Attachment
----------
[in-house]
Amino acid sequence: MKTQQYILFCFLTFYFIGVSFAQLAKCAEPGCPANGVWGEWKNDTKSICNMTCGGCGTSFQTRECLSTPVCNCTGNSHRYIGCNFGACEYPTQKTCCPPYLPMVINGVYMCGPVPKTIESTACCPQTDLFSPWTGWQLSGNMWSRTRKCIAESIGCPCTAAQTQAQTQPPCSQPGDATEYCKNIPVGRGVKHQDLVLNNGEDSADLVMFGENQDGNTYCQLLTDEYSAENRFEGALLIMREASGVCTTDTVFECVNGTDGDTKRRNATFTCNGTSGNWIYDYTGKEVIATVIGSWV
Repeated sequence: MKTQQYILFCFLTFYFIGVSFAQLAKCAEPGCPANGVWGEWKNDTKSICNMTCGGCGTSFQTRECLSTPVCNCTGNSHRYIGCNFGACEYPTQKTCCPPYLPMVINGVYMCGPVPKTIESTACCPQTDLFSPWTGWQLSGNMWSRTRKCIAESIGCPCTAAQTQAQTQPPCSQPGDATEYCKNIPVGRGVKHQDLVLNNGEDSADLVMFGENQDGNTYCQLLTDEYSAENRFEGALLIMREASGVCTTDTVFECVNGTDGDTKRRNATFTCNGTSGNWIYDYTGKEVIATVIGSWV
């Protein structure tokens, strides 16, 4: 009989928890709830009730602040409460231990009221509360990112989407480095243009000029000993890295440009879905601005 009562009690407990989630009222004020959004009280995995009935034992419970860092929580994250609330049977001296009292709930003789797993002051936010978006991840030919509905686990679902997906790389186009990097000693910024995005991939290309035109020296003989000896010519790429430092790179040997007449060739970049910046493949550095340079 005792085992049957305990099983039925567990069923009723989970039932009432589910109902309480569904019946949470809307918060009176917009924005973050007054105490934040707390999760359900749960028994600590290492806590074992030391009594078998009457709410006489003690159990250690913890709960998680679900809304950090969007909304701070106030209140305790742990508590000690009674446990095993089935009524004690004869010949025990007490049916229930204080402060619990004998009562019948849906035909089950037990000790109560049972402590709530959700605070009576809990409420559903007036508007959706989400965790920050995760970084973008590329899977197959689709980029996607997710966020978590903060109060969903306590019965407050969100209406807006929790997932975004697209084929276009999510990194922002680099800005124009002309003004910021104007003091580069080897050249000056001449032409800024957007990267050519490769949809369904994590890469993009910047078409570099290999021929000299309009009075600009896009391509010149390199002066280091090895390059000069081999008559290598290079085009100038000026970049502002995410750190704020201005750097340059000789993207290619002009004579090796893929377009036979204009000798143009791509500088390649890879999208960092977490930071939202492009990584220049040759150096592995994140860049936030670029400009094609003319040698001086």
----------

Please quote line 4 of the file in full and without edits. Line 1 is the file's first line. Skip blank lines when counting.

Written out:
């Protein structure tokens, strides 16, 4: 009989928890709830009730602040409460231990009221509360990112989407480095243009000029000993890295440009879905601005 009562009690407990989630009222004020959004009280995995009935034992419970860092929580994250609330049977001296009292709930003789797993002051936010978006991840030919509905686990679902997906790389186009990097000693910024995005991939290309035109020296003989000896010519790429430092790179040997007449060739970049910046493949550095340079 005792085992049957305990099983039925567990069923009723989970039932009432589910109902309480569904019946949470809307918060009176917009924005973050007054105490934040707390999760359900749960028994600590290492806590074992030391009594078998009457709410006489003690159990250690913890709960998680679900809304950090969007909304701070106030209140305790742990508590000690009674446990095993089935009524004690004869010949025990007490049916229930204080402060619990004998009562019948849906035909089950037990000790109560049972402590709530959700605070009576809990409420559903007036508007959706989400965790920050995760970084973008590329899977197959689709980029996607997710966020978590903060109060969903306590019965407050969100209406807006929790997932975004697209084929276009999510990194922002680099800005124009002309003004910021104007003091580069080897050249000056001449032409800024957007990267050519490769949809369904994590890469993009910047078409570099290999021929000299309009009075600009896009391509010149390199002066280091090895390059000069081999008559290598290079085009100038000026970049502002995410750190704020201005750097340059000789993207290619002009004579090796893929377009036979204009000798143009791509500088390649890879999208960092977490930071939202492009990584220049040759150096592995994140860049936030670029400009094609003319040698001086």